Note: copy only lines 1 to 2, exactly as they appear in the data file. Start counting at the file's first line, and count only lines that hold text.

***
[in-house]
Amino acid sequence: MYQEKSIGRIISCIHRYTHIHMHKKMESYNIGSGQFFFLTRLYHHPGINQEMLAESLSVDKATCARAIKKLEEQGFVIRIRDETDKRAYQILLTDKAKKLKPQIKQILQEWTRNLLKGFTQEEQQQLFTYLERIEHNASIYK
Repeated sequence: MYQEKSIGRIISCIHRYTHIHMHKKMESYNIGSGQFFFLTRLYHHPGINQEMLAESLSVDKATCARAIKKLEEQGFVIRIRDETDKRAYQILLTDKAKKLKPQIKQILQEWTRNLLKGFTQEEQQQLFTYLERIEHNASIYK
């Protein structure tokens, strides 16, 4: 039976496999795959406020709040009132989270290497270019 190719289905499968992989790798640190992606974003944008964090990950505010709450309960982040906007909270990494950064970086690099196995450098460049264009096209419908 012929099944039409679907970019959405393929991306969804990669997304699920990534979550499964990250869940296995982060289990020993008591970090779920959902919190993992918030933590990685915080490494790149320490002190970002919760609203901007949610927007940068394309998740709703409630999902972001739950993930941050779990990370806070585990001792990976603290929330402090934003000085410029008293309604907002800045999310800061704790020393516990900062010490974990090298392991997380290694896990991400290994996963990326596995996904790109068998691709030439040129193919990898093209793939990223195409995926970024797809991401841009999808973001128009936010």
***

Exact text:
[in-house]
Amino acid sequence: MYQEKSIGRIISCIHRYTHIHMHKKMESYNIGSGQFFFLTRLYHHPGINQEMLAESLSVDKATCARAIKKLEEQGFVIRIRDETDKRAYQILLTDKAKKLKPQIKQILQEWTRNLLKGFTQEEQQQLFTYLERIEHNASIYK